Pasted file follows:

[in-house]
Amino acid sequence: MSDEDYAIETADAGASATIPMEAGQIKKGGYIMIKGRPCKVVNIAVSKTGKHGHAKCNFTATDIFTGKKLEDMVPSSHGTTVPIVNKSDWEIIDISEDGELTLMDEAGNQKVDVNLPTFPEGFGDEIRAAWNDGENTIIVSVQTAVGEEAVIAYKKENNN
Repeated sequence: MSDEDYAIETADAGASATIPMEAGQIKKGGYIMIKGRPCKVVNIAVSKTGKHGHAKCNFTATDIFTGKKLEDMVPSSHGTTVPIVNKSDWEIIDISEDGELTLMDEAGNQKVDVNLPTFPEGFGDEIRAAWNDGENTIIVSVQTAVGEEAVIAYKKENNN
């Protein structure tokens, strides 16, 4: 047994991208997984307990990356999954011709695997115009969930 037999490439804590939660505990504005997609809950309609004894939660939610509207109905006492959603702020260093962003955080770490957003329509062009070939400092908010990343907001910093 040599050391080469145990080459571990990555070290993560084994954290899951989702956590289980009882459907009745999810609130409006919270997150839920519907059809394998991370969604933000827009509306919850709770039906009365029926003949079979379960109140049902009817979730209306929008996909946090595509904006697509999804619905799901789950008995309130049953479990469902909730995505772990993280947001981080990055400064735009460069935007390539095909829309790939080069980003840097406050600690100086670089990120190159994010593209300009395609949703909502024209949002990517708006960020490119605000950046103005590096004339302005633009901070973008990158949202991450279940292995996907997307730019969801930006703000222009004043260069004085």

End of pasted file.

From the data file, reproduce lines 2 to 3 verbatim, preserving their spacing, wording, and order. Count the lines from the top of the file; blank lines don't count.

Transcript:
Amino acid sequence: MSDEDYAIETADAGASATIPMEAGQIKKGGYIMIKGRPCKVVNIAVSKTGKHGHAKCNFTATDIFTGKKLEDMVPSSHGTTVPIVNKSDWEIIDISEDGELTLMDEAGNQKVDVNLPTFPEGFGDEIRAAWNDGENTIIVSVQTAVGEEAVIAYKKENNN
Repeated sequence: MSDEDYAIETADAGASATIPMEAGQIKKGGYIMIKGRPCKVVNIAVSKTGKHGHAKCNFTATDIFTGKKLEDMVPSSHGTTVPIVNKSDWEIIDISEDGELTLMDEAGNQKVDVNLPTFPEGFGDEIRAAWNDGENTIIVSVQTAVGEEAVIAYKKENNN